The Fresno City Council is scheduled to finalize the Responsible Neighborhood Market Act on Thursday. It’s an effort to reduce the number of beer, wine and liquor merchants.
But a growing number of business and community leaders are coming forward to urge the council to delay the vote.
Many believe it’s a worthy cause to try to cut down on the number of establishments selling beer, wine and liquor in Fresno. However, several say the act, as currently written, will reward bad actors in the community by making their licenses more valuable while leaving small, neighborhood grocery store owners unable to afford them.
“We feel it needs more clarity and attention to ensure that healthy food grocery stores, so badly needed in our cities food desert neighborhoods, are not inadvertently discouraged and/or unintentionally prohibited.”–Keith Bergthold, executive director of Fresno Metro Ministry
Letter from Keith Bergthold
Keith Bergthold previously served as assistant director of the Fresno’s planning and development department. He is currently the executive director of Fresno Metro Ministry, a faith-based organization that works to create a more respectful, compassionate and inclusive community that promotes social and economic justice.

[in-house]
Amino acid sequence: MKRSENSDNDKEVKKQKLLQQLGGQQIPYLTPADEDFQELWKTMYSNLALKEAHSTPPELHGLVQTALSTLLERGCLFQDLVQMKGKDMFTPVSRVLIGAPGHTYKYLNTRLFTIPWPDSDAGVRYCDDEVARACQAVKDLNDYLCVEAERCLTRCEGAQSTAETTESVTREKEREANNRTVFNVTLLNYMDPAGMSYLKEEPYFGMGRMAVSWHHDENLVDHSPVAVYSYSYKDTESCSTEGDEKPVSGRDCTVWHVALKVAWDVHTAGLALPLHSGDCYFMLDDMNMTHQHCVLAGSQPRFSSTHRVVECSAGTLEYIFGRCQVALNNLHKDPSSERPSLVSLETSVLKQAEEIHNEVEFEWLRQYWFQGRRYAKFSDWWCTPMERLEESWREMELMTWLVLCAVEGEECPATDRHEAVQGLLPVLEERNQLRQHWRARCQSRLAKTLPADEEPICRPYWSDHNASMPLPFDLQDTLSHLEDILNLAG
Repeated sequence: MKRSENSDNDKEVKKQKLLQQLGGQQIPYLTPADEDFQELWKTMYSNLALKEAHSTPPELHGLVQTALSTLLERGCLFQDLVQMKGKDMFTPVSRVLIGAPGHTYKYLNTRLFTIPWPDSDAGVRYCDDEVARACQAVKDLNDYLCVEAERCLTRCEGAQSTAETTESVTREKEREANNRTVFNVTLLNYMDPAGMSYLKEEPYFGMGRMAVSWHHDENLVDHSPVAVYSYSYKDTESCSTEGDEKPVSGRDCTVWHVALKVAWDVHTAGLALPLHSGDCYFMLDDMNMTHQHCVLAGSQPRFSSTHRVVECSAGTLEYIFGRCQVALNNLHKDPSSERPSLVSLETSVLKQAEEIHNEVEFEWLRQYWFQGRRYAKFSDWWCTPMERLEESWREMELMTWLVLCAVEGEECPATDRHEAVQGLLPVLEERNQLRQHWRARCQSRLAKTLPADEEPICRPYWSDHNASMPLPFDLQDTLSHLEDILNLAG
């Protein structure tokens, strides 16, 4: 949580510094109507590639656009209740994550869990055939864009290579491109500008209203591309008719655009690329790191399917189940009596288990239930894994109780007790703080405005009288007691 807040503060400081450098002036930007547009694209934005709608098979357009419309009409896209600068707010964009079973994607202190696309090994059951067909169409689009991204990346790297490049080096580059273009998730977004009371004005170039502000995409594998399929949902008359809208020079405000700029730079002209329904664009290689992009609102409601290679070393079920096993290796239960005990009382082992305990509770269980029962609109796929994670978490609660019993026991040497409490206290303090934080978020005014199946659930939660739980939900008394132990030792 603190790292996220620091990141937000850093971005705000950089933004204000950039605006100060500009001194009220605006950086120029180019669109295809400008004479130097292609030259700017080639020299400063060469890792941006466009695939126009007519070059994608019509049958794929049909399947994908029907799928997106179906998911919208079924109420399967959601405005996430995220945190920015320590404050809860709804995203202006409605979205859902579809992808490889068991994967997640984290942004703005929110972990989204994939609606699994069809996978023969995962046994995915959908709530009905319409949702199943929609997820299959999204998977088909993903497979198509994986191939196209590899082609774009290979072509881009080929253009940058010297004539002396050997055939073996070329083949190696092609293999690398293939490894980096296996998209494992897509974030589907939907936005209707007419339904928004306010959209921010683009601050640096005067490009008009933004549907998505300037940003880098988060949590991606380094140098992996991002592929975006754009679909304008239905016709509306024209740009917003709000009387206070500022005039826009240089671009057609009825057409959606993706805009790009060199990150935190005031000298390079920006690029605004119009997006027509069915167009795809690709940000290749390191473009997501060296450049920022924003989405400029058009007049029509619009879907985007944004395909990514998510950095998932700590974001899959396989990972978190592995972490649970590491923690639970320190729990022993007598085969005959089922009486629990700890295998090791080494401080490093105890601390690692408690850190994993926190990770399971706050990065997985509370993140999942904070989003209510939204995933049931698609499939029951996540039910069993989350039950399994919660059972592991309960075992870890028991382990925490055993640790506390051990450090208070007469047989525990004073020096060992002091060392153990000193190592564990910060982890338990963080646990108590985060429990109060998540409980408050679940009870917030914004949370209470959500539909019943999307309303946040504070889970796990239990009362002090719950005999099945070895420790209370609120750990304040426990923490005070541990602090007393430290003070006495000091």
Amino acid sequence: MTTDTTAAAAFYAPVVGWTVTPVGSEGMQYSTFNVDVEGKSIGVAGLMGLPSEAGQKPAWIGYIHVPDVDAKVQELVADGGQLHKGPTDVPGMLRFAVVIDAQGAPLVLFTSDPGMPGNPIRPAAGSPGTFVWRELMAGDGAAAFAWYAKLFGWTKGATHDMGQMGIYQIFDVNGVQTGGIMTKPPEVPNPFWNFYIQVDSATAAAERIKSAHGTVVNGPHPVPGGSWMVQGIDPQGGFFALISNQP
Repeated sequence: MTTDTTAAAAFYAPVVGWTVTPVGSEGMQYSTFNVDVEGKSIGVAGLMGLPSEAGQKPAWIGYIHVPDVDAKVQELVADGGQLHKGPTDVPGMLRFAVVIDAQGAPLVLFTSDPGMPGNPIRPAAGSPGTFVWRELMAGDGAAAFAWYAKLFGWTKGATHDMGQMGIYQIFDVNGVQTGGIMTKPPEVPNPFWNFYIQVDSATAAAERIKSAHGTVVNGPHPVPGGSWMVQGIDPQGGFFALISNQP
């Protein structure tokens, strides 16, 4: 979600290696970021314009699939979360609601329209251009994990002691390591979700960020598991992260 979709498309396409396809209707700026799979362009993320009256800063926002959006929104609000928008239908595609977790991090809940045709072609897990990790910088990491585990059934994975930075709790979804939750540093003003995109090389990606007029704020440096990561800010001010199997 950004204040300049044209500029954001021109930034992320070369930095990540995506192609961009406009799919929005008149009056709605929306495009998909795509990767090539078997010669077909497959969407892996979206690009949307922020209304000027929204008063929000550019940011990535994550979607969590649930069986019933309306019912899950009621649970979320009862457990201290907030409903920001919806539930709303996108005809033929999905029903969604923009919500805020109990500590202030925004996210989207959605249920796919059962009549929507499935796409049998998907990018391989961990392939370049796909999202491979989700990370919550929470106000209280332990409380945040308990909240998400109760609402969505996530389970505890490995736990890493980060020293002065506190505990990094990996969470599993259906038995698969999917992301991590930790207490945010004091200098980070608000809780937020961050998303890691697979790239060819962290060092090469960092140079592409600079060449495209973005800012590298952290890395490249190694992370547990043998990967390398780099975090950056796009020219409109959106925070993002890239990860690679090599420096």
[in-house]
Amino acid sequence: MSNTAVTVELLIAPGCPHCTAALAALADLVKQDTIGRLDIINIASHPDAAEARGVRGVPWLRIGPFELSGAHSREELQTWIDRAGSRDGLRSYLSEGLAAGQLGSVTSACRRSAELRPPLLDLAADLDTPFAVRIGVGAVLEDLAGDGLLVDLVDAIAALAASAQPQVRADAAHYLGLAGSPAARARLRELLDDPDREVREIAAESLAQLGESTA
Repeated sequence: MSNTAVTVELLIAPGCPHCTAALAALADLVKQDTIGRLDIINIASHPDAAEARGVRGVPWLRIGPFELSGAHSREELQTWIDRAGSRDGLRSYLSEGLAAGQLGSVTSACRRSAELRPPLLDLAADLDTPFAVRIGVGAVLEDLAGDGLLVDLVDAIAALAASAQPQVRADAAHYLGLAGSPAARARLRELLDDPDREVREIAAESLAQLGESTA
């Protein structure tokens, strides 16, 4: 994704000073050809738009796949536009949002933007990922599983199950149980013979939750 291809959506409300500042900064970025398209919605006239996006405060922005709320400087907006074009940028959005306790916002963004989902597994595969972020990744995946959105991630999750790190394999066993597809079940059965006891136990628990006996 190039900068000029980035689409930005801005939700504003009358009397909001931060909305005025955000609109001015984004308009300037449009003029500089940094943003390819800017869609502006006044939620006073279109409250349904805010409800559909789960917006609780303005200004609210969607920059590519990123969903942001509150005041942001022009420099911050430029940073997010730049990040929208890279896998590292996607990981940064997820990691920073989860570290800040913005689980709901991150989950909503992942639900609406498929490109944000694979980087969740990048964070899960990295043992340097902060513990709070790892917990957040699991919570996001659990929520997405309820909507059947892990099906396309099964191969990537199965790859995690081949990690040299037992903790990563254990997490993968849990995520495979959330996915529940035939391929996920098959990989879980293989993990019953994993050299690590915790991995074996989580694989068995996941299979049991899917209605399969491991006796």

In a letter to the city council, Bergthold said a delay is needed to ensure desirable grocery stores would not be negatively affected.
“We respectfully request a brief delay on taking action on the proposed ordinance in order to address potential unintended consequences,” writes Bergthold. “We feel it needs more clarity and attention to ensure that healthy food grocery stores, so badly needed in our cities food desert neighborhoods, are not inadvertently discouraged and/or unintentionally prohibited.”
Bergthold’s organization is involved in healthy food education and access projects that address food insecurity in Fresno. One of his current projects, in conjunction with the Craig School of Business at Fresno State, is to assess the market demand and operational feasibility of community-serving grocery stores that would increase healthy food access to underserved areas of the city.
Letter from John Shehadey
“We are in the middle of a pandemic that is already challenging the small business model, and to impose further burdens on good operators planning a store remodel or expansion will do severe damage.”–John Shehadey, family owns Producers Dairy
John Shehadey, whose family owns Producers Dairy, also wrote a letter about the act. GV Wire℠ obtained a copy.
“I don’t believe we should draft this ordinance solely with the rule breakers in mind. Many new, clean, well lit food markets sell alcohol as part of a business model that requires many profit centers to survive,” writes Shehadey, in part. “We are in the middle of a pandemic that is already challenging the small business model, and to impose further burdens on good operators planning a store remodel or expansion will do severe damage.”
He’s mostly concerned about the proposed restrictions placed on the issuance of new licenses and their costly effects on small convenience markets.